Penning his only MAVERICK, Charles B. Smith (SHOTGUN SLADE) cleverly sets up Jaggers' eventual undoing.   You'd never expect this unrepentant swindler to reveal all of his secrets to Bart, whose status as trojan horse leaves him out of the real club--and he doesn't.  Not willingly; Bart just happens to be standing there when broker Butler reminds Loftus of the new requirements for short selling, and that foot in the door allows Maverick to pick just enough of Loftus' brain for later use.

Smith does make some missteps in handling Bart's eventual allies.  We meet a mysterious young Chinese man who attempts to bushwhack Jaggers in front of his mansion, learning that the tycoon swindled him and several other railroad workers earlier.  Later, the same man is revealed to be working for Mr. Loo.  This is rather poorly thought out, since Loo would clearly have knowledge of Loftus Jaggers' usual business practices from his assistant.  So why would Loo buy Eureka Mine stock after finding out that newcomer Bart is working for a known cheat?  He and Bart developed a mutual admiration society on the felt, but Loo surely couldn't trust Maverick that much on the basis of one friendly game (that he lost handily, btw)!  Loo ends up investing enough to put his own thriving business in considerable jeopardy before the short selling begins--highly illogical.

Larcenous Loftus seems to handle his defeat well--way too well, as he's shown no sign of sporting blood or conscience prior to this comeuppance.  And while the parallel of shorting to bluffing is an apt one, the analogy of sand bagging (a.k.a. "slow playing") to losing swing trades escaped me.  Oh well, it is welcome to have poker looming large in the MAVERICK universe again, and the most fitting comparison of all is made by Mr. Chang, who notes that getting involved in the stock market is in no way giving up gambling.  While entertaining throughout, The Golden Fleecing is a better tutorial for the former than the latter.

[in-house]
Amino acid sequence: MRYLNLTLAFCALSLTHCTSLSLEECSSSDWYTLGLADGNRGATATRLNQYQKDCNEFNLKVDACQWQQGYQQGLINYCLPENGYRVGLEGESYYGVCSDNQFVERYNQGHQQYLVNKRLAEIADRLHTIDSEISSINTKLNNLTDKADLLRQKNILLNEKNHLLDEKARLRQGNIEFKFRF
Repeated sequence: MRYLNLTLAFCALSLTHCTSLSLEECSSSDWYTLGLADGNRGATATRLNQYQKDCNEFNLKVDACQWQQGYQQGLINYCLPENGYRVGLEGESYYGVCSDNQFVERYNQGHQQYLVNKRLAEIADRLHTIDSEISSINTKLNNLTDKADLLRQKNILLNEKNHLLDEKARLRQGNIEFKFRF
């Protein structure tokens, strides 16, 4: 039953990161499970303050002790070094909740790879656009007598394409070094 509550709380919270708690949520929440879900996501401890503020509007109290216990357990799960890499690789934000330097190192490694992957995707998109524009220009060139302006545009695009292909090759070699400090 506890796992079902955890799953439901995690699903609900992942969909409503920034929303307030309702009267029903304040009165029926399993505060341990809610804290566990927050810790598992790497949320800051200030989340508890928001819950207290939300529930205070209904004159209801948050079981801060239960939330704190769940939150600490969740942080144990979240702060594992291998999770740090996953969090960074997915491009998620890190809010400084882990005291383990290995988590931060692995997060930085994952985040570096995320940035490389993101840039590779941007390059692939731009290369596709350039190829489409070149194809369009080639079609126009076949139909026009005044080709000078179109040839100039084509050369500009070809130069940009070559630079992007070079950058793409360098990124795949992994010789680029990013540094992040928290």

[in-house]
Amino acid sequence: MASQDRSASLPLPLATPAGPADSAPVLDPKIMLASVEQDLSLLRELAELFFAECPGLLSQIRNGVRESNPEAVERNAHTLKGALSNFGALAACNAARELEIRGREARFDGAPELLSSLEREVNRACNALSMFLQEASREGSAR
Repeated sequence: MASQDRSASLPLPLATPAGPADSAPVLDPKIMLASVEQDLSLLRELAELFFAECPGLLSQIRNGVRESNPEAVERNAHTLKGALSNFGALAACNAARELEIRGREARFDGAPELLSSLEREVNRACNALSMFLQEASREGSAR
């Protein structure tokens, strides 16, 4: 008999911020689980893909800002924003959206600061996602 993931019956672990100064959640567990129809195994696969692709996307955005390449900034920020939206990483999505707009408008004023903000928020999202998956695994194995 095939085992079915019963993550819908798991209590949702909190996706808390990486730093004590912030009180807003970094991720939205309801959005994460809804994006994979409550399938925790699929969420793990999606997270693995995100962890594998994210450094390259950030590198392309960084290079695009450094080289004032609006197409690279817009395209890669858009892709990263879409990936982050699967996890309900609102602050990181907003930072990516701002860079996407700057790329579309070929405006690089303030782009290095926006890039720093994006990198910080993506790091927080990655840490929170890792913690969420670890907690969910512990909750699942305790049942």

He won two big pots from Lee Hong Chang (totaling at least $1,000 by my count) on the boat before the explosion, one with three aces and the other with deuces full.  Later he cleans up at a game hosted by Jaggers, to Mercer's chagrin in particular.


"There's nothing like a boat trip, if you're going somewhere by water."  Pappy's sayings were really losing steam and wit by this time.  His advice on the stock market turns out to be just as generic: "Buy low, sell high."  There's a third nugget: "The most important thing to know about any gambling game is when to quit," a clear case of Pappy contradicting himself, since he previously told Bret that "the only time you quit when you're winning is after you've won it all".  Maybe he advised Bret and Bart a little differently.


"One cannot gather honey without risking the sting of bees."  And: "He who is fortunate at cards is less fortunate at other endeavors."  Bart noted as an exception to the latter.  Hell, Mr. Chang is sounding at least as wise as Pappy by this point, with the latter seeming rather tapped out.


Like most of the season's attempts to recapture the show's salad days, The Golden Fleecing is perfectly enjoyable and solidly executed, but not quite a full return to form.  A mostly welcome addition and a gallant attempt to get back to basics that nevertheless can't quite match the better, earlier episode it evokes.  (**1/2 out of four)

MAVERICK is back on Encore's Western channel Monday through Friday at 2:35 P.M. Central, and also airs on MeTV every Saturday morning at 9 A.M. Central.